Nulls instead of data

Wayne Davison wayned at
Thu Sep 22 15:40:35 GMT 2005

On Thu, Sep 22, 2005 at 09:35:52AM +0200, Wojtek.Pilorz wrote:
> #define MAX_MAP_SIZE (256*1024)
> which values should I change to have e.g. 24KBytes in one read, if that is possible?

The sender code reads at least 3x the file's block size or MAX_MAP_SIZE,
whichever is larger.  So, making MAX_MAP_SIZE small would make rsync
tend to ask for less data, but with large files, it could still ask for
a lot.  If you want to limit the most that a read can ask for, edit the
map_ptr() code in fileio.c (indentation has been compressed):

  while (read_size > 0) {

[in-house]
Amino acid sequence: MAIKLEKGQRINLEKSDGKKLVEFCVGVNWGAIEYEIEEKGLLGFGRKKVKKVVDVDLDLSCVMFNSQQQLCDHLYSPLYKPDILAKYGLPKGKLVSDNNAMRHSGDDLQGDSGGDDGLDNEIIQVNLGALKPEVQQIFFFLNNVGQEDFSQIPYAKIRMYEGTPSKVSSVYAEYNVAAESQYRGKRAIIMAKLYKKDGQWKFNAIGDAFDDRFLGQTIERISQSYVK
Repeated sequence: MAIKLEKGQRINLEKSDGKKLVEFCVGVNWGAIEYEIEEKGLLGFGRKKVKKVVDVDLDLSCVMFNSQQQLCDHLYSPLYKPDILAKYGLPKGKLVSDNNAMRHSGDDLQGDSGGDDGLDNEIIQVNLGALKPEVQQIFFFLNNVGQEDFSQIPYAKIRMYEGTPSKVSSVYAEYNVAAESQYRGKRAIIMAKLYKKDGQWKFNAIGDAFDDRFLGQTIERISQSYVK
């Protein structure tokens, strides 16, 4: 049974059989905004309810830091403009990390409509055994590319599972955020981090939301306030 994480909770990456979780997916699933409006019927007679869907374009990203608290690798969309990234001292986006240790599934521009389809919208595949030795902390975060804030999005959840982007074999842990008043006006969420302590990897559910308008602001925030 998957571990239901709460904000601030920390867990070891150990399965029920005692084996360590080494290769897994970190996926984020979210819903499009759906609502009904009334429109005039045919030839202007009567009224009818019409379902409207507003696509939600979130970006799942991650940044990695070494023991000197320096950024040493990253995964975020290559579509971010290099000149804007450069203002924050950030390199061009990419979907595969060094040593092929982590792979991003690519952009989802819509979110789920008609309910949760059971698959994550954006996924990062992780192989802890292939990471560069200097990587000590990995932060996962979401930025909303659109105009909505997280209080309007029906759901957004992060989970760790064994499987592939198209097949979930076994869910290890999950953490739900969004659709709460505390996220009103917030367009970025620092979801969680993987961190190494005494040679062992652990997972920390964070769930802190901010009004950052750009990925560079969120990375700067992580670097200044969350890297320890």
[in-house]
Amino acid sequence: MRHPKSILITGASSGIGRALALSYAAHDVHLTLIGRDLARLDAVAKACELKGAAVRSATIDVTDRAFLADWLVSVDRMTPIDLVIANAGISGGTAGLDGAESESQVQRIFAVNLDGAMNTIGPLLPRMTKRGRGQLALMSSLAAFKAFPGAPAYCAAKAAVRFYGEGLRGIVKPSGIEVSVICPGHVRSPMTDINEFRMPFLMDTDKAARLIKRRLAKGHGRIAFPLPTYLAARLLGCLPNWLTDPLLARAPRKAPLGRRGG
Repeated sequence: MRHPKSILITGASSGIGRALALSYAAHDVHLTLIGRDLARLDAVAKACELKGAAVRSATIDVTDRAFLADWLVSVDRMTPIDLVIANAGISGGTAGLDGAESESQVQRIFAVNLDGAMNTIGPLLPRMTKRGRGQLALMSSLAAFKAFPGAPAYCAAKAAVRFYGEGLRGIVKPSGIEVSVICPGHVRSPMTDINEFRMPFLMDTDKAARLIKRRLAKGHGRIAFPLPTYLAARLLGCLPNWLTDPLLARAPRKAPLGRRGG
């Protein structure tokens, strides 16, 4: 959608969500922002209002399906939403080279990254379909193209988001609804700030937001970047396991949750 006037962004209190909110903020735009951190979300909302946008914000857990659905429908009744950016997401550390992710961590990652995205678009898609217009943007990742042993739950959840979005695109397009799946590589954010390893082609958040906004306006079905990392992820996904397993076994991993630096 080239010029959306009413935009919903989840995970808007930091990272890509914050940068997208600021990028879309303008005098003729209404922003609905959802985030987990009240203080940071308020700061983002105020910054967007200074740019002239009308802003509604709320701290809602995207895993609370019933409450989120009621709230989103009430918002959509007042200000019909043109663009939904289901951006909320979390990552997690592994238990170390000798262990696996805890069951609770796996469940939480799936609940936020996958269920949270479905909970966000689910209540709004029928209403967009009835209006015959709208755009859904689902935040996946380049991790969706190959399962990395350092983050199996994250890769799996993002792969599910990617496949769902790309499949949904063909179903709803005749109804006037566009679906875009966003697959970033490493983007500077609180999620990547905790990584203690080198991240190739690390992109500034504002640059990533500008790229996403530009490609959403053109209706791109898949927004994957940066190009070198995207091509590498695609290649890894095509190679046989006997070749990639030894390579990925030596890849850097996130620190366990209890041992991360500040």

int32 rsz = read_size > 24*1024 ? 24*1024 : read_size; /* add this line */
    nread = read(map->fd, map->p + read_offset, rsz); /* change read_size to rsz */
    if (nread <= 0) {

This presumes that my prior patch is applied (which is true of the CVS
code, and the latest "nightly" builds).

> Was that expected that after unsuccessful read (that one with EIO)
> data was still written by the process, with nulls from some point?

Yes, that's what rsync currently does -- it fills in the unreadable data
with nulls.  The current rsync protocol is too limited to have a way to
specify an "abort" after the start of a file transfer.  Note that if
--partial is used, the data is preserved as the destination file, but
the file's time is not updated (so that it will not be confused with a
successfully transferred file).  If --partial-dir=DIR is used, the file
will be put out of the way, but available for use to speed up the next
transfer (if it uses the same --partial-dir setting).


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